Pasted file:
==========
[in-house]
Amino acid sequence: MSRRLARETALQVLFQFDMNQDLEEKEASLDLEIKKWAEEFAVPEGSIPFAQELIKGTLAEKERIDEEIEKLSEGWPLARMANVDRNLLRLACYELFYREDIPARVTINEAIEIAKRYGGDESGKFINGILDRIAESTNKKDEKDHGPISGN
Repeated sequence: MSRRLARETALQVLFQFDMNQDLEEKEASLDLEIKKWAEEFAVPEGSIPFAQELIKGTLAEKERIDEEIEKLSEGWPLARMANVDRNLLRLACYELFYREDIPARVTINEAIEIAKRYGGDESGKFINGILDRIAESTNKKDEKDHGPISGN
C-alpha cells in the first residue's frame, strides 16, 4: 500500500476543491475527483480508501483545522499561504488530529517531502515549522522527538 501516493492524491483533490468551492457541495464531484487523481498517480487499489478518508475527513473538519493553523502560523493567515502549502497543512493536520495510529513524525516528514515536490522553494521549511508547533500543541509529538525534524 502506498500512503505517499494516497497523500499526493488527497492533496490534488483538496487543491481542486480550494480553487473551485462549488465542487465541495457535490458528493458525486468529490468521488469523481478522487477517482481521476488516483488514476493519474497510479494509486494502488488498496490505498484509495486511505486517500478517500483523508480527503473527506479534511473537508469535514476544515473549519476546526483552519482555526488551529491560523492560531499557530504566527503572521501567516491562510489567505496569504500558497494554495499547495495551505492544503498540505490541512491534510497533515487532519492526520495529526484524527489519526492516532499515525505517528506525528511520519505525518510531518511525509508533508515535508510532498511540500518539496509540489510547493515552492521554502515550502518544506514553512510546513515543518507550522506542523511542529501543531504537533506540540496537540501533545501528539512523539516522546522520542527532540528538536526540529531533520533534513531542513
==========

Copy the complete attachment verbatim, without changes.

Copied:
[in-house]
Amino acid sequence: MSRRLARETALQVLFQFDMNQDLEEKEASLDLEIKKWAEEFAVPEGSIPFAQELIKGTLAEKERIDEEIEKLSEGWPLARMANVDRNLLRLACYELFYREDIPARVTINEAIEIAKRYGGDESGKFINGILDRIAESTNKKDEKDHGPISGN
Repeated sequence: MSRRLARETALQVLFQFDMNQDLEEKEASLDLEIKKWAEEFAVPEGSIPFAQELIKGTLAEKERIDEEIEKLSEGWPLARMANVDRNLLRLACYELFYREDIPARVTINEAIEIAKRYGGDESGKFINGILDRIAESTNKKDEKDHGPISGN
C-alpha cells in the first residue's frame, strides 16, 4: 500500500476543491475527483480508501483545522499561504488530529517531502515549522522527538 501516493492524491483533490468551492457541495464531484487523481498517480487499489478518508475527513473538519493553523502560523493567515502549502497543512493536520495510529513524525516528514515536490522553494521549511508547533500543541509529538525534524 502506498500512503505517499494516497497523500499526493488527497492533496490534488483538496487543491481542486480550494480553487473551485462549488465542487465541495457535490458528493458525486468529490468521488469523481478522487477517482481521476488516483488514476493519474497510479494509486494502488488498496490505498484509495486511505486517500478517500483523508480527503473527506479534511473537508469535514476544515473549519476546526483552519482555526488551529491560523492560531499557530504566527503572521501567516491562510489567505496569504500558497494554495499547495495551505492544503498540505490541512491534510497533515487532519492526520495529526484524527489519526492516532499515525505517528506525528511520519505525518510531518511525509508533508515535508510532498511540500518539496509540489510547493515552492521554502515550502518544506514553512510546513515543518507550522506542523511542529501543531504537533506540540496537540501533545501528539512523539516522546522520542527532540528538536526540529531533520533534513531542513